The F was constructed after the faculty refused to authorize its construction. The plan was to make an F that resembled the F on the class ring. We saw a void where the Ben Franklin statute had stood and we filled that void on our campus. The statute was moved indoors during the fall of our senior year because it was vandalized. It was being spray-painted. I always thought rival football opponents had been the culprits. However, after reading Randy’s historical account, it could have been race related. I do remember Ms. Barkemeyer in an emotional scolding, saying something about the perpetrators running roughshod over the sentiments of ……….(something meaning respectable people)
Tom Fincher and I (and perhaps others- I do recall Pat Overson helping get the grass to put under the F during the presentation ceremony after graduation) requisitioned the materials, made the form out of cardboard, some rebar and coat hangers on a plywood template. The F was manufactured in Tom’s backyard in Lakewood North. Tom recalls making two prototypes. One became part of the levee at the 17th Street Canal, near where the Katrina breach occurred. The other has survived 50 years.
After the party at Skip Shipman’s house, a group of us went to install the F in the circle in the front yard of the school. Picture the axe man chopping on the grass sods to fit the circle, prior to giving the F its initial resting place. The night watchman pictured some wrongdoing and called the NOPD. The police were nice and had burgers with us at the new burger place on the corner. They thought it was a great idea. That shows you the difference in outlook of certain people. The next day, Ms. Barkemeyer announced that graduation would be withheld unless the perpetrators of the F installation fessed up, and we folded. Ms. Barkemeyer was frequently wrong, but never in doubt.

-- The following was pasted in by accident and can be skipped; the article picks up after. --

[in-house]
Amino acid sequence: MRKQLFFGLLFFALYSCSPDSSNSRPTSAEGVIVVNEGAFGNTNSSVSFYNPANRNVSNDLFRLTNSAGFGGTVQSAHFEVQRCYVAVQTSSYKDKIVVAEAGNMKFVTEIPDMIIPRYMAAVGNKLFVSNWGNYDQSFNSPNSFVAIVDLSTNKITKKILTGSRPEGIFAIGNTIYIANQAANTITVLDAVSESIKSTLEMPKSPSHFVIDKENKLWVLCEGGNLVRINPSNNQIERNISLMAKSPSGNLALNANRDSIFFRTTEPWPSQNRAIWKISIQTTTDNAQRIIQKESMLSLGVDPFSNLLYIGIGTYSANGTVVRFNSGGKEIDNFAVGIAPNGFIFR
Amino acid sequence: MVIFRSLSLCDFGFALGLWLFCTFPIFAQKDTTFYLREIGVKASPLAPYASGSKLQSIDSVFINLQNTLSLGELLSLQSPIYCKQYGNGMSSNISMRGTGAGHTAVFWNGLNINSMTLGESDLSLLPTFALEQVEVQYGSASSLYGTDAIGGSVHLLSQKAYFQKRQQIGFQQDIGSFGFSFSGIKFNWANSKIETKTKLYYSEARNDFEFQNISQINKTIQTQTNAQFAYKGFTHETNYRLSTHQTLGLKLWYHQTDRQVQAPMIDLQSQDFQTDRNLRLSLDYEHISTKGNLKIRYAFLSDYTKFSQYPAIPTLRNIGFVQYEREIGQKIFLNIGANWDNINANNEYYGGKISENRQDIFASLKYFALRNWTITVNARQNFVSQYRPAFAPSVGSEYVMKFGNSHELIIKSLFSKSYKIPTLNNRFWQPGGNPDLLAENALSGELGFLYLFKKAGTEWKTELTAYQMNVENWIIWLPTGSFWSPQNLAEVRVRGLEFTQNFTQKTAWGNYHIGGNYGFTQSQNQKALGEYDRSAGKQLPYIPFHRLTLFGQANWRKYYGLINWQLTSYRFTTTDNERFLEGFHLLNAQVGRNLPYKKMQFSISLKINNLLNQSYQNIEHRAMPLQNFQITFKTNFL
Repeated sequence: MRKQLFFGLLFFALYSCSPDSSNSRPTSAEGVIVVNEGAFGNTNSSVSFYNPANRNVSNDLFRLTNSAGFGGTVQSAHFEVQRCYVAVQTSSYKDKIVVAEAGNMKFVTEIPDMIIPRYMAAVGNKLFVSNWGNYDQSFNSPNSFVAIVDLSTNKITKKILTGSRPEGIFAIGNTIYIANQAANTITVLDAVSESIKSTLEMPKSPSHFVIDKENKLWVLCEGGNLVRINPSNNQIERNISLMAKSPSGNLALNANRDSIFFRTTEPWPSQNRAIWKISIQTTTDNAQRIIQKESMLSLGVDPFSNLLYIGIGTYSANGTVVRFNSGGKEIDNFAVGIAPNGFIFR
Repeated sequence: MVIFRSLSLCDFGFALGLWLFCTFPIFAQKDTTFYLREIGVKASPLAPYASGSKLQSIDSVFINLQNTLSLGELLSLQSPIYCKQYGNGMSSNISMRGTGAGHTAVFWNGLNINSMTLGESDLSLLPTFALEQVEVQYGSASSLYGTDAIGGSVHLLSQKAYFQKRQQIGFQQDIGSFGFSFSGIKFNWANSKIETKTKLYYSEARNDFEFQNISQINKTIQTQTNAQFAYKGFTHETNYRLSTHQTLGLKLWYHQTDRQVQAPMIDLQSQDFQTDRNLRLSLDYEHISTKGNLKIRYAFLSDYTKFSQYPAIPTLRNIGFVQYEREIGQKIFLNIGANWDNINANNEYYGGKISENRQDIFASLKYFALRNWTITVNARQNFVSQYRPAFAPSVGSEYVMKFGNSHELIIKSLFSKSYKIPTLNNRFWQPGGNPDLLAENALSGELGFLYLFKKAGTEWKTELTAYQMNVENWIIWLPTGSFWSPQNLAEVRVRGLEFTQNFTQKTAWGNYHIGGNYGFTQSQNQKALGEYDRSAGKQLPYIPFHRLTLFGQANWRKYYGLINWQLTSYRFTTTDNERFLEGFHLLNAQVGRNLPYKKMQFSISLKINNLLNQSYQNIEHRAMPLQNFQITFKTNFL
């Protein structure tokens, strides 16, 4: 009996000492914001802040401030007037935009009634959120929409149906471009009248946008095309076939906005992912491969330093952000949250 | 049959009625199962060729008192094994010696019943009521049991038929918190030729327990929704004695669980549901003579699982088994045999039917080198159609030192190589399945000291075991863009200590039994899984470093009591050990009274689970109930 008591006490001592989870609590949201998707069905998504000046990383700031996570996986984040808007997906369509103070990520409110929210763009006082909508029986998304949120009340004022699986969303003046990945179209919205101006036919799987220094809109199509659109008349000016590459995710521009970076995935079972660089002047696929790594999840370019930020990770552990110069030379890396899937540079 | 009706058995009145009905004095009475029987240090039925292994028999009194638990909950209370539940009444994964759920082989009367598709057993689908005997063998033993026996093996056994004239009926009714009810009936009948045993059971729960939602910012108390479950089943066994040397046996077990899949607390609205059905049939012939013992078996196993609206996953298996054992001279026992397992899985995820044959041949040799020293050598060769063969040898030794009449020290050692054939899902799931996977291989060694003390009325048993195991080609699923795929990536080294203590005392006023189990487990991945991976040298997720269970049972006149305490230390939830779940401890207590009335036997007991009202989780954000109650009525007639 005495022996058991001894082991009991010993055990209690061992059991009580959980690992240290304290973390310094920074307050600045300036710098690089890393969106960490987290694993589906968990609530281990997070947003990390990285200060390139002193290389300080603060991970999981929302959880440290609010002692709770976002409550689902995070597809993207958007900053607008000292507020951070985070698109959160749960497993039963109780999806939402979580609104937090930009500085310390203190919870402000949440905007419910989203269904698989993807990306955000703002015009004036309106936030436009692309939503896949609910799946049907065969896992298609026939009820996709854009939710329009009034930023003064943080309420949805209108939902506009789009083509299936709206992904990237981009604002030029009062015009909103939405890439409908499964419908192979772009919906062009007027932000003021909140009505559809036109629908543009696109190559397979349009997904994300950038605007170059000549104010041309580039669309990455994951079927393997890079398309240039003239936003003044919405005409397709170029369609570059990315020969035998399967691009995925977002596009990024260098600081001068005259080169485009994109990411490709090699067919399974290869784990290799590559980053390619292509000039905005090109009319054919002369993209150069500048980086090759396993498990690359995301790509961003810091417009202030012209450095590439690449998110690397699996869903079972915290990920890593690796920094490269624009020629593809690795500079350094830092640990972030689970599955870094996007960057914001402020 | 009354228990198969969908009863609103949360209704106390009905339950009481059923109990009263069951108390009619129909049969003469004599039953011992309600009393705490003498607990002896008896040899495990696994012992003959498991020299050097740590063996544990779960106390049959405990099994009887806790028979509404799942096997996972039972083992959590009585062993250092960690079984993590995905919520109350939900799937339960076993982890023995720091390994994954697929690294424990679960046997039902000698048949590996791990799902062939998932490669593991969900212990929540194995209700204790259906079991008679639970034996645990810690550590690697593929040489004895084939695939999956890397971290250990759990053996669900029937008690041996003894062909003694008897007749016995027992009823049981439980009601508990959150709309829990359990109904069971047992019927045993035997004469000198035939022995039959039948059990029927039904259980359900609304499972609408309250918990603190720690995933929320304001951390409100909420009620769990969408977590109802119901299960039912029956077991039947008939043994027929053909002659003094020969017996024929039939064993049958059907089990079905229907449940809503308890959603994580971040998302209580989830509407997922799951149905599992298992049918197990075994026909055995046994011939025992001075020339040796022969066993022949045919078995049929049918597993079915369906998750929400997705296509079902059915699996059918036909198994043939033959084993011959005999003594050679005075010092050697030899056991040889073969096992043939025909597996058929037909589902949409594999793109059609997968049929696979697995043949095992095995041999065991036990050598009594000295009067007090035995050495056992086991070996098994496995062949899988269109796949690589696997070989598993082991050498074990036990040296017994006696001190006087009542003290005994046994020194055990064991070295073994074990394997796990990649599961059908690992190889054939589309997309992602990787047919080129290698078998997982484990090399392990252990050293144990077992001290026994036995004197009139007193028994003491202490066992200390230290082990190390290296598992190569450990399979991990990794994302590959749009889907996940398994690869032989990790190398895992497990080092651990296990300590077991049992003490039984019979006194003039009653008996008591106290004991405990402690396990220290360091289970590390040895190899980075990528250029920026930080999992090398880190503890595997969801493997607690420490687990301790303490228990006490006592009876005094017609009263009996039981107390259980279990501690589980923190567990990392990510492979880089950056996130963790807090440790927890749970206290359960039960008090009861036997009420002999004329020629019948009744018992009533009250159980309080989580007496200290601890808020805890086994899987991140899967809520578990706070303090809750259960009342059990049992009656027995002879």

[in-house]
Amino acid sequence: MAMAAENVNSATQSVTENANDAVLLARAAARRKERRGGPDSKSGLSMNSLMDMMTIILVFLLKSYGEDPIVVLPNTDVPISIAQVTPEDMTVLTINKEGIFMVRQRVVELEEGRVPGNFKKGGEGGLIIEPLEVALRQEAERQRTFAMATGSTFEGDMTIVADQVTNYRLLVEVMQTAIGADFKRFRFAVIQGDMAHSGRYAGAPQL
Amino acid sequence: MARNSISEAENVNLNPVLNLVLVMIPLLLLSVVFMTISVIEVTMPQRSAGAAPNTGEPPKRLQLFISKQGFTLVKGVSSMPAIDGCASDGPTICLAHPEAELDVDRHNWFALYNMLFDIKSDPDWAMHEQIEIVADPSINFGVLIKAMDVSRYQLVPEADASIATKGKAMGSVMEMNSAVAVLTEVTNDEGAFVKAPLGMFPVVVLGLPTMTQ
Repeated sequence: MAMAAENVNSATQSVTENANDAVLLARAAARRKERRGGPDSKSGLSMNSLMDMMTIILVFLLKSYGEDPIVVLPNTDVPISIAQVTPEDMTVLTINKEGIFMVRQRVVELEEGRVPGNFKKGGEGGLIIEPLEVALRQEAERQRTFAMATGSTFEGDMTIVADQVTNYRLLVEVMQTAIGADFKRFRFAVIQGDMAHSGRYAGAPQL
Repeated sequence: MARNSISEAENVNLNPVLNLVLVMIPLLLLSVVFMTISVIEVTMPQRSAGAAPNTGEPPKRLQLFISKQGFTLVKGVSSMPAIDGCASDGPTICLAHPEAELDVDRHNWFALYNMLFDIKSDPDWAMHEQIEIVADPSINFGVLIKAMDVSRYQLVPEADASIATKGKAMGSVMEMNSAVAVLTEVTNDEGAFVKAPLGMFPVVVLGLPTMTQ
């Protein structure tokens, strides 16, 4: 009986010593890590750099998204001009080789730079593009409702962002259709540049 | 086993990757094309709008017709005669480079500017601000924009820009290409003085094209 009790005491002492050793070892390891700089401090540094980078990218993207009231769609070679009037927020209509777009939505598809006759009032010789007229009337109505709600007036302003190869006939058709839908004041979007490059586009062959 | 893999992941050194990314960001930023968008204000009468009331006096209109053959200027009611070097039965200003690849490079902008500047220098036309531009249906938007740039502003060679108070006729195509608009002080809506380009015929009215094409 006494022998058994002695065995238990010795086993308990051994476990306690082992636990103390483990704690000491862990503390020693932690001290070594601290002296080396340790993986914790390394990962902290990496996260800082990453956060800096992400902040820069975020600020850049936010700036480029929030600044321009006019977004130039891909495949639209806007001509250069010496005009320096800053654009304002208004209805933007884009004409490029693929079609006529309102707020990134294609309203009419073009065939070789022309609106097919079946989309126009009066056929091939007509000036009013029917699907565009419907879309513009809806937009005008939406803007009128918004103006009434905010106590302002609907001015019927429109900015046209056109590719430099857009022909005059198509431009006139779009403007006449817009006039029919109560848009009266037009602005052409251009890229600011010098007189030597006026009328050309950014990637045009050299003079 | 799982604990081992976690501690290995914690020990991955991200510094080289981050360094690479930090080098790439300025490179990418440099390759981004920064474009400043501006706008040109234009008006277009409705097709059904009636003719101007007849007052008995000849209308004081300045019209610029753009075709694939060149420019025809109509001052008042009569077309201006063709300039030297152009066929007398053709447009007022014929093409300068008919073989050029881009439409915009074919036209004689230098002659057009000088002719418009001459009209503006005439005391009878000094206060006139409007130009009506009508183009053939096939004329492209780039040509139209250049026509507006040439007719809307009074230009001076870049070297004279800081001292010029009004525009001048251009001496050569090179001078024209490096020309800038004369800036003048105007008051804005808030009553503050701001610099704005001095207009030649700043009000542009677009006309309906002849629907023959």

The F remained in its spot on Carrollton Avenue for about thirty years. The year that Ben Franklin moved to Leon C. Simon, the F mysteriously disappeared. The principal was disappointed because he had planned to move it to the new school location. A few years after the F disappeared, I was walking along Exposition Blvd about a block from my house, when I saw the F propped up against a fence being thrown out in the trash. I asked my neighbor and she said that her son, a recent graduate of Franklin had taken the F just before the school moved and that it had been in the lower level of their house (New Orleans basement) for a few years until she decided to throw it out.
I was elated to find it. I repaired it and the Class of 64 officially represented it to the school at our next reunion (1994). It has been at the school since then, but had fallen into disrepair after Katrina. On October 24, 2014 we will present the F to the school for the third time.
Victor Farrugia, Class of 1964
[Editor's note: The photo of Victor guarding the F was damaged by Katrina. Despite the damage, I was unwilling to profane the image by editing its color balance. It is presented here as-is, in all its ethereal glory.]